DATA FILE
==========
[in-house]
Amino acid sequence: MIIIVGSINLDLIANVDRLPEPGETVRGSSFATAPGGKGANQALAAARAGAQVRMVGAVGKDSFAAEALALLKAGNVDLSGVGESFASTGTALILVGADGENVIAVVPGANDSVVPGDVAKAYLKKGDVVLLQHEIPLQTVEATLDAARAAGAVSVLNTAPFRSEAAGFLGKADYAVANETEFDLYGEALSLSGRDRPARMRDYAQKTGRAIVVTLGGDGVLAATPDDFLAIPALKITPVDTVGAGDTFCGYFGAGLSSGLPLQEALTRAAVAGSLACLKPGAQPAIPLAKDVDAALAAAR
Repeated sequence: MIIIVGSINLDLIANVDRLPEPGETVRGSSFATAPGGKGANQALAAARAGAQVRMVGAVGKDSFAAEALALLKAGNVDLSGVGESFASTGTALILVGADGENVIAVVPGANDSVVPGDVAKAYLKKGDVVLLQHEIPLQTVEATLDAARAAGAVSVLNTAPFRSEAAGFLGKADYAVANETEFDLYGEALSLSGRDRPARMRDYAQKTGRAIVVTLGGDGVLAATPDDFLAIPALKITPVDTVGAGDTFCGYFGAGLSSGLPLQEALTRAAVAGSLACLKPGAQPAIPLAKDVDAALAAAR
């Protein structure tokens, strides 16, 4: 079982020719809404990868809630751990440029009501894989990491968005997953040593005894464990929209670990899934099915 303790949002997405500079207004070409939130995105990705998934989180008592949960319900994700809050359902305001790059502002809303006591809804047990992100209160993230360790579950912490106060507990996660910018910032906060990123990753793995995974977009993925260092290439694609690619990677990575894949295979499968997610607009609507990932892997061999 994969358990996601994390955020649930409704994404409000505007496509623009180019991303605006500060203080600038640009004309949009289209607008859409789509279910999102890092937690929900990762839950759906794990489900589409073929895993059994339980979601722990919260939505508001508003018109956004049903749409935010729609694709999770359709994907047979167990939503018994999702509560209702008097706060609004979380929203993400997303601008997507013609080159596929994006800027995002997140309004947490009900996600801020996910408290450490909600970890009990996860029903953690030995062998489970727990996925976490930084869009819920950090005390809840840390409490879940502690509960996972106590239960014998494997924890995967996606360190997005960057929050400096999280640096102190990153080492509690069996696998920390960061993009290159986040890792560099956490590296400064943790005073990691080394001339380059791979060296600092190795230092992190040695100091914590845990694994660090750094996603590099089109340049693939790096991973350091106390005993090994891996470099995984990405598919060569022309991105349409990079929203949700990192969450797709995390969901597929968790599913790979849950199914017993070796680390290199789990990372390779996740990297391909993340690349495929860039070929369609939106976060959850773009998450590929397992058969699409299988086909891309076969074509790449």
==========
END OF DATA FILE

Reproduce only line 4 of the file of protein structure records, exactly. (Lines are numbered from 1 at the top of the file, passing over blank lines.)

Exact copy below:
């Protein structure tokens, strides 16, 4: 079982020719809404990868809630751990440029009501894989990491968005997953040593005894464990929209670990899934099915 303790949002997405500079207004070409939130995105990705998934989180008592949960319900994700809050359902305001790059502002809303006591809804047990992100209160993230360790579950912490106060507990996660910018910032906060990123990753793995995974977009993925260092290439694609690619990677990575894949295979499968997610607009609507990932892997061999 994969358990996601994390955020649930409704994404409000505007496509623009180019991303605006500060203080600038640009004309949009289209607008859409789509279910999102890092937690929900990762839950759906794990489900589409073929895993059994339980979601722990919260939505508001508003018109956004049903749409935010729609694709999770359709994907047979167990939503018994999702509560209702008097706060609004979380929203993400997303601008997507013609080159596929994006800027995002997140309004947490009900996600801020996910408290450490909600970890009990996860029903953690030995062998489970727990996925976490930084869009819920950090005390809840840390409490879940502690509960996972106590239960014998494997924890995967996606360190997005960057929050400096999280640096102190990153080492509690069996696998920390960061993009290159986040890792560099956490590296400064943790005073990691080394001339380059791979060296600092190795230092992190040695100091914590845990694994660090750094996603590099089109340049693939790096991973350091106390005993090994891996470099995984990405598919060569022309991105349409990079929203949700990192969450797709995390969901597929968790599913790979849950199914017993070796680390290199789990990372390779996740990297391909993340690349495929860039070929369609939106976060959850773009998450590929397992058969699409299988086909891309076969074509790449």